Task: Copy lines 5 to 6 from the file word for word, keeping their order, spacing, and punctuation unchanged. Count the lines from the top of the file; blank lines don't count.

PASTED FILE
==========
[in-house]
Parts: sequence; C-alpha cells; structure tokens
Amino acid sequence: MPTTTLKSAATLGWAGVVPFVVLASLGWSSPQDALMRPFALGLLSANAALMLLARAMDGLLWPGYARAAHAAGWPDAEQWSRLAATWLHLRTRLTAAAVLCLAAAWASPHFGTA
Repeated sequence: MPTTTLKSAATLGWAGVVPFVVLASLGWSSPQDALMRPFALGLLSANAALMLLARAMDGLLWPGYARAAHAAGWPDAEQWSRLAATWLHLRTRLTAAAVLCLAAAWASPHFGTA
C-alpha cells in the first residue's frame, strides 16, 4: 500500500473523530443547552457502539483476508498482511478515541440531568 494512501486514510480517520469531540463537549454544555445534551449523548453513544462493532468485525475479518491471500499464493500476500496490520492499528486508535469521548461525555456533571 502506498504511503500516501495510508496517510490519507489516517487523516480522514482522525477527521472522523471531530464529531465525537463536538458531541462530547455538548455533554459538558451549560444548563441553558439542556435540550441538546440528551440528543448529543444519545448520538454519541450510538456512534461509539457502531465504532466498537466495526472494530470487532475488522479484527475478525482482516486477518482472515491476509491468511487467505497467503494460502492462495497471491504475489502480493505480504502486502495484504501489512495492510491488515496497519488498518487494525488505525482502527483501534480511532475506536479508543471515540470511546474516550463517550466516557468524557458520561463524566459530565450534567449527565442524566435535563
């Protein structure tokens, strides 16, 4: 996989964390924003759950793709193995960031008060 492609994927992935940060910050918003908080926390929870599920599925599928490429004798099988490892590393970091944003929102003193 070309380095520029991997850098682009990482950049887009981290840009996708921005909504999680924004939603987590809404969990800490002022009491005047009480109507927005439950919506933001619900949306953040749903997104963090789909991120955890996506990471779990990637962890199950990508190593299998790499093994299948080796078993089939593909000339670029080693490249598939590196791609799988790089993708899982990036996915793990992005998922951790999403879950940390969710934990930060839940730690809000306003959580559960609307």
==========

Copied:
C-alpha cells in the first residue's frame, strides 16, 4: 500500500473523530443547552457502539483476508498482511478515541440531568 494512501486514510480517520469531540463537549454544555445534551449523548453513544462493532468485525475479518491471500499464493500476500496490520492499528486508535469521548461525555456533571 502506498504511503500516501495510508496517510490519507489516517487523516480522514482522525477527521472522523471531530464529531465525537463536538458531541462530547455538548455533554459538558451549560444548563441553558439542556435540550441538546440528551440528543448529543444519545448520538454519541450510538456512534461509539457502531465504532466498537466495526472494530470487532475488522479484527475478525482482516486477518482472515491476509491468511487467505497467503494460502492462495497471491504475489502480493505480504502486502495484504501489512495492510491488515496497519488498518487494525488505525482502527483501534480511532475506536479508543471515540470511546474516550463517550466516557468524557458520561463524566459530565450534567449527565442524566435535563
């Protein structure tokens, strides 16, 4: 996989964390924003759950793709193995960031008060 492609994927992935940060910050918003908080926390929870599920599925599928490429004798099988490892590393970091944003929102003193 070309380095520029991997850098682009990482950049887009981290840009996708921005909504999680924004939603987590809404969990800490002022009491005047009480109507927005439950919506933001619900949306953040749903997104963090789909991120955890996506990471779990990637962890199950990508190593299998790499093994299948080796078993089939593909000339670029080693490249598939590196791609799988790089993708899982990036996915793990992005998922951790999403879950940390969710934990930060839940730690809000306003959580559960609307």